The Yanbian Public Security Bureau takes new measures to manage foreigners living or working in Yanbian Korean Autonomous Prefecture, Jilin Province. Photo: ybnews.cn
A crackdown on foreigners illegally living or working in the country has spread to Yanbian Korean Autonomous Prefecture, Jilin Province, as the foreign ministry Thursday rejected claims of an "anti-foreigner trend."
The Yanbian Public Security Bureau said local police have pinpointed problematic areas where foreigners usually stay or illegally enter the prefecture.
Local police also set up a hotline and encouraged residents to report "illegal foreigners" during the five-month campaign, which started May 15.
The prefecture has a population of nearly 2.3 million, around 40 percent of whom are ethnically Korean.
Li Yongxue, director of the entry-exit management division of the bureau, told the Xinhua News Agency that some of the "illegal foreigners" had committed crimes and caused social problems in the prefecture.
Lü Chao, an expert in Korean studies at the Liaoning Academy of Social Sciences, told the Global Times that most foreigners living in Jilin are from the two Koreas, including some "defectors" from the North.
"Some of the 'illegal foreigners' have settled in the region, married and had children. This crackdown will be much more difficult to enforce than those in other parts of China," Lü said.
"Local authorities need to consider human rights and historical factors during their operations. A campaign such as this should be continuous rather than sporadic," Lü added.
The move by Yanbian authorities follows the launch of a similar campaign launched on May 15 targeting foreigners living or working illegally in Beijing.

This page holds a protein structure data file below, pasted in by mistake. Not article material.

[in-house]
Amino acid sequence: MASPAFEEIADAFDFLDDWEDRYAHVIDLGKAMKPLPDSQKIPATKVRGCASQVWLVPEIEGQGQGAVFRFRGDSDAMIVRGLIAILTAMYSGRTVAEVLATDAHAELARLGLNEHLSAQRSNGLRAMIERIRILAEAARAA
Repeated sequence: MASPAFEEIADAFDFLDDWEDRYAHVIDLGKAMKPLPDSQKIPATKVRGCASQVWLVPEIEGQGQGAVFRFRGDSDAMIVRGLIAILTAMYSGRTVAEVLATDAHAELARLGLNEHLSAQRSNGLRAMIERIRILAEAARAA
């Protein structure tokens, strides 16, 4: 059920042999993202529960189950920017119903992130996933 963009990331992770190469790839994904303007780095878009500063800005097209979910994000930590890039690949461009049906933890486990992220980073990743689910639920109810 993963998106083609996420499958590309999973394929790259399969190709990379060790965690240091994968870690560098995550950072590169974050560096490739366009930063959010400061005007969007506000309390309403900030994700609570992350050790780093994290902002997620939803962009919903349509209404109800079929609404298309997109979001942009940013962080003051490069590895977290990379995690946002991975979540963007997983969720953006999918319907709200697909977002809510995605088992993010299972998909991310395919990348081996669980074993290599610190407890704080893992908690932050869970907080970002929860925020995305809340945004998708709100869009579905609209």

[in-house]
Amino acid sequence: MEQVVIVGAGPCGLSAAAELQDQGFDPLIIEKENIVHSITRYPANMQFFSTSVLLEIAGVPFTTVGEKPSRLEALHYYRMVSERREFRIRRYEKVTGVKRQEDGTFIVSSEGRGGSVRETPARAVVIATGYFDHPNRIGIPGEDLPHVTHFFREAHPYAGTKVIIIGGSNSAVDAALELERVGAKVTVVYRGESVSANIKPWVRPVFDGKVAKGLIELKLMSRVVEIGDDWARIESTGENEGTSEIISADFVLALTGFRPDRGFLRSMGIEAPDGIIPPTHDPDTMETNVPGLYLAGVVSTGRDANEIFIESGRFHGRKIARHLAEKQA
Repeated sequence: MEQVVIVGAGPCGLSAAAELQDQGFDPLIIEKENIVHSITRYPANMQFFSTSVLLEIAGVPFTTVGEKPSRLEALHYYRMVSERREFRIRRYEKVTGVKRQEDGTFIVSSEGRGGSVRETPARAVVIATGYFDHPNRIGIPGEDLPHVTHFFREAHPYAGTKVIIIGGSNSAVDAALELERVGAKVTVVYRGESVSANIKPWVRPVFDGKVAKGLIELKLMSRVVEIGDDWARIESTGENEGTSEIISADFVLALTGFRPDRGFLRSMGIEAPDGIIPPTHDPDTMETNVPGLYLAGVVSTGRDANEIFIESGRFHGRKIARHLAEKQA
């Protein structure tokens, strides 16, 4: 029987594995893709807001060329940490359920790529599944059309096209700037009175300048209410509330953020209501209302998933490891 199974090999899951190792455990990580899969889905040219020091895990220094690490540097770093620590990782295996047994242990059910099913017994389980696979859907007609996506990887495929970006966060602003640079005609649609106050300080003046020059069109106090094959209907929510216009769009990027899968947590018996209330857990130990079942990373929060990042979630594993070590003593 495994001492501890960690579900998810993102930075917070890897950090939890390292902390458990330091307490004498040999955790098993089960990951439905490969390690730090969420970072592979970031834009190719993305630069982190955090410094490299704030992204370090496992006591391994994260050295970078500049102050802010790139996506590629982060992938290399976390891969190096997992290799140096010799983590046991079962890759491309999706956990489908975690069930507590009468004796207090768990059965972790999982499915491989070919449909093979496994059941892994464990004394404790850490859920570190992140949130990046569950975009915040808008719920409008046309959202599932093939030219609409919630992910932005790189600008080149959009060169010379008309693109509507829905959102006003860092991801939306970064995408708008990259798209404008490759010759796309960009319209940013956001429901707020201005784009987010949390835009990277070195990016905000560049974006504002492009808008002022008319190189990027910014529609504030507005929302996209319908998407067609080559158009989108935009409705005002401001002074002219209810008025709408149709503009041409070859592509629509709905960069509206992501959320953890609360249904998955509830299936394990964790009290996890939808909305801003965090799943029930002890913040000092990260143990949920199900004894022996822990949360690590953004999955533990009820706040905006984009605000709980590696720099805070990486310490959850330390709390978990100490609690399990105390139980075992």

Authorities in the capital have tasked police to check foreigners for valid visas. Those found to be illegally staying in the country will be punished according to the law.
Authorities in Anhui Province said Thursday that they had handed over 39 Vietnamese illegally living and working in the province to immigration officials, marking the first large-scale repatriation of "illegal foreigners" since the campaign began.
Qiao Xinsheng, a professor at Zhongnan University of Economics and Law, told the Global Times that punishment of foreigners breaching visa or immigration laws is common in other countries and is necessary in China, too.
He noted that the campaign should be carried out in accordance with the law, and authorities need to avoid turning it into a movement against foreigners.
"Repetitive short-term crackdowns may trigger misunderstandings among foreigners. An administration system for foreigners who live or work in China needs to be established," Qiao said.
A draft law on China's entry-exit administration, proposed and discussed in late April by top legislators, stipulates that foreigners working in China need to acquire a valid work visa and other legal documents.
It added that foreigners found to be illegally entering, living or working in China can be deported and banned from entering the country for up to five years.
Foreign ministry spokesman Hong Lei Thursday denied there was an "anti-foreigner trend" in China.
"The government welcomes foreigners from all walks of life to come to China, and will offer various conveniences for their living and working, and protect their legitimate rights and interests," Hong said.
"Meanwhile, we ask foreigners in China to abide by Chinese laws and regulations, and respect the culture. and customs of Chinese," he added.